“Pokémoto” is located in Main Street Market, in the space formerly occupied by a fro-yo spot. It’s hardly the sandy beaches of Hawaii, but its owners have gone to great lengths to endow the space with its own charming spirit, including free samples outside and dotting the sleek, minimalist space with a variety of autumnal and Halloween decorations.
Poké is a traditional Native Hawaiian dish that consists of sliced raw fish tossed in a savory sauce. Poké commonly features tuna, octopus, or salmon with either a soy sauce or a creamy, spicy aioli. In contrast to Hawaii, Connecticut does not sell poké in every grocery and convenience store.
Despite poké not being commonplace on the mainland, Chipotle-style poké bowl establishments have been popping up in all manner of climates. Poké bowls pair traditional poké with rice or salad and a wide range of toppings. Pokémoto embraces this philosophy, offering a substantial array including typical toppings such as green onion, avocado, and fish eggs as well as quite a few unexpected toppings including cashews, jalapeños, and mango. While the final product is quite different from the poké served in Hawaii, where esteemed poké reviewer Chloe Thorburn ’20 first cut her poké teeth, it is nevertheless a treat to find the dish in Connecticut.
Pokémoto offers several standard bowls, including Hawaiian, Miso Salmon, Pokémoto Tofu, Sweet & Spicy Shrimp, and Sesame Ginger Chicken. It also offers customers the option to design their own orders.
The dozens of options, which could be combined to create hundreds of distinct bowls, left the reviewers overwhelmed. Reviewer Chloe, the more poké-experienced of the two, ordered a bowl with white rice, fresh greens, tuna, shredded seaweed, masago, edamame, ponzu sauce, and wasabi aioli. The ponzu sauce offered a tart, citrus note to the bowl, balancing the salty seaweed and masago.
Reviewer Dani, a Midwesterner who was significantly less experienced in the world of poké bowls, ordered a bowl with white rice, tofu, avocado, seaweed, cashew (a hot take!), greens, hot sauce, and spicy mayo. Although the vegetarian version of the bowl was obviously a departure from the traditional poké bowl, it was a lovely, lighter alternative to stir fry, and the spicy mayo was delicious, despite not being particularly spicy.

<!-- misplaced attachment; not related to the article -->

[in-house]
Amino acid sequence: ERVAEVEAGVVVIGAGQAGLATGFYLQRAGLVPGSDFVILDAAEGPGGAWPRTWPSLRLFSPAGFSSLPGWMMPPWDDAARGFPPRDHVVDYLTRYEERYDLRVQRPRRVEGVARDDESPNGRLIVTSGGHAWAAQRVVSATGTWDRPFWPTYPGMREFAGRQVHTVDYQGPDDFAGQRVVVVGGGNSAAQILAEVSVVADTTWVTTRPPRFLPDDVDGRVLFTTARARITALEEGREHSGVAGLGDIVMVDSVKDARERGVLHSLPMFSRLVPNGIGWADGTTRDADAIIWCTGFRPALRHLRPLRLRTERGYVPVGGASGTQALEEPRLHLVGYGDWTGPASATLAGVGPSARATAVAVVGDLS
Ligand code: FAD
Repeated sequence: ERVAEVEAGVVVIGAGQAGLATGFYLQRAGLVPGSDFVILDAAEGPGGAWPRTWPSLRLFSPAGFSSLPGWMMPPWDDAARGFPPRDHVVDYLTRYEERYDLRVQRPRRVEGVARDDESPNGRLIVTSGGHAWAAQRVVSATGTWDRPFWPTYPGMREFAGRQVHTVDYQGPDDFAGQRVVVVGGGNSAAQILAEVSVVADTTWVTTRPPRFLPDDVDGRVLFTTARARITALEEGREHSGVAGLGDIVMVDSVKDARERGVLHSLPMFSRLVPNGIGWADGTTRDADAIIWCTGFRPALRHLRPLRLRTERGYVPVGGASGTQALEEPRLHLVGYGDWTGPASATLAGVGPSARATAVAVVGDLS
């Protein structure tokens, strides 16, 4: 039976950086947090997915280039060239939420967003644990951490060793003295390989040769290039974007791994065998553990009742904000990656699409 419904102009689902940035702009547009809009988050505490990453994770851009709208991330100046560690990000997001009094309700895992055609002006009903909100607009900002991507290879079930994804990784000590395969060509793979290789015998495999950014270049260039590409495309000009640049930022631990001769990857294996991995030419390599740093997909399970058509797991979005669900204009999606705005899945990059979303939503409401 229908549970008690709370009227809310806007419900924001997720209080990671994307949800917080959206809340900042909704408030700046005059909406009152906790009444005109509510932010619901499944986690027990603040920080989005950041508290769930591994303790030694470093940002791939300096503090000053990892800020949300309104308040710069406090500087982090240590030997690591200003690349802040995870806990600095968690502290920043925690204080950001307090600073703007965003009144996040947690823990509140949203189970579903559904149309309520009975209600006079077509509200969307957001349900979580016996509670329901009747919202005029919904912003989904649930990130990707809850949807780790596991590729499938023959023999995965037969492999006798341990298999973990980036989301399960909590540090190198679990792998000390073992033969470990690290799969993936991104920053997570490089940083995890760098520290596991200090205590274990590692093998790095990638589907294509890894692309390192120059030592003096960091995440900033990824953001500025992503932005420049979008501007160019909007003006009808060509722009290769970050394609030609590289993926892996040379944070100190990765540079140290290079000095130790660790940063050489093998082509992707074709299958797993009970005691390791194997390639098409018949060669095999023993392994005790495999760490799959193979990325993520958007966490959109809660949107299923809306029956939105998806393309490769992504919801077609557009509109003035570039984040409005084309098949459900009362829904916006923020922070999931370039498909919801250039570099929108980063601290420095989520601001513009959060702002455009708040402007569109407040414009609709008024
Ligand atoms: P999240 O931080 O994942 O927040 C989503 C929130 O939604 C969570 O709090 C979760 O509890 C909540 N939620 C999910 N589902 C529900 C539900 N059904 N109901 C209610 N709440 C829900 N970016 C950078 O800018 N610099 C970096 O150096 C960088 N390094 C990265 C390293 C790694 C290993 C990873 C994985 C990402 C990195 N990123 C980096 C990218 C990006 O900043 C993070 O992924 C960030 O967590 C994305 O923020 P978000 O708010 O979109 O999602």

Chi Hing Sze, the owner of Pokémoto Middletown, ventured a guess that the increasing popularity of poké bowls in the continental United States was in part due to the adaptability of the dish.
“It’s not like when you go to an Italian restaurant or something and you have to get what’s on the menu,” he said. “This is very customizable, you get it that minute.”
He said that the Pokémoto franchise opened in New Haven in 2017.
“The owner [of the franchise], he and his buddy went to Hawaii for a while and then he came back with the idea of opening a business,” Sze explained. “So we’re originally from New Haven and we have seven stores, including this one…lucky number seven. The reason why we opened in Middletown is obviously the location, the way the college is here.”
“When the location first opened in New Haven, I was one of the first customers and ever since then I liked it,” Sze said of his motivation for going into the poké bowl business. “But that’s when I was working in the pharmacy business. And then I realized that one of my pharmacist co-workers was best friends with the franchise owner’s sister. So I was the manager in Hamden for a while, learned the business, and now I’m here.”
The Middletown Pokémoto location is already making an effort to reach out to the Wesleyan and Middletown community. When Sze brought us free dole whip, we wondered if it might just be our status as reviewers, but several other Wesleyan students confirmed that they had received free dole whip as well.
Sze explained that the restaurant’s offerings were directly impacted by customer feedback. He mentioned that pineapple was a new venture for the business, and that they were planning to bring in other new toppings as well, such as kale.
“And it’s very interesting how in different towns people like to eat differently,” Sze noted. “In this place, radish is very popular, in other places maybe daikon is very popular. So we get information from all our franchisees and then we put it together and every year or so we come together and talk about what can make us better.”
Overall, both reviewers would recommend the establishment as a standout in the—albeit limited—poké bowl sphere of central Connecticut. While the options cannot all be considered within the poké bowl canon, they are nonetheless delicious.
Dani Smotrich-Barr can be reached at firstname.lastname@example.org.
Chloe Thorburn can be reached at email@example.com.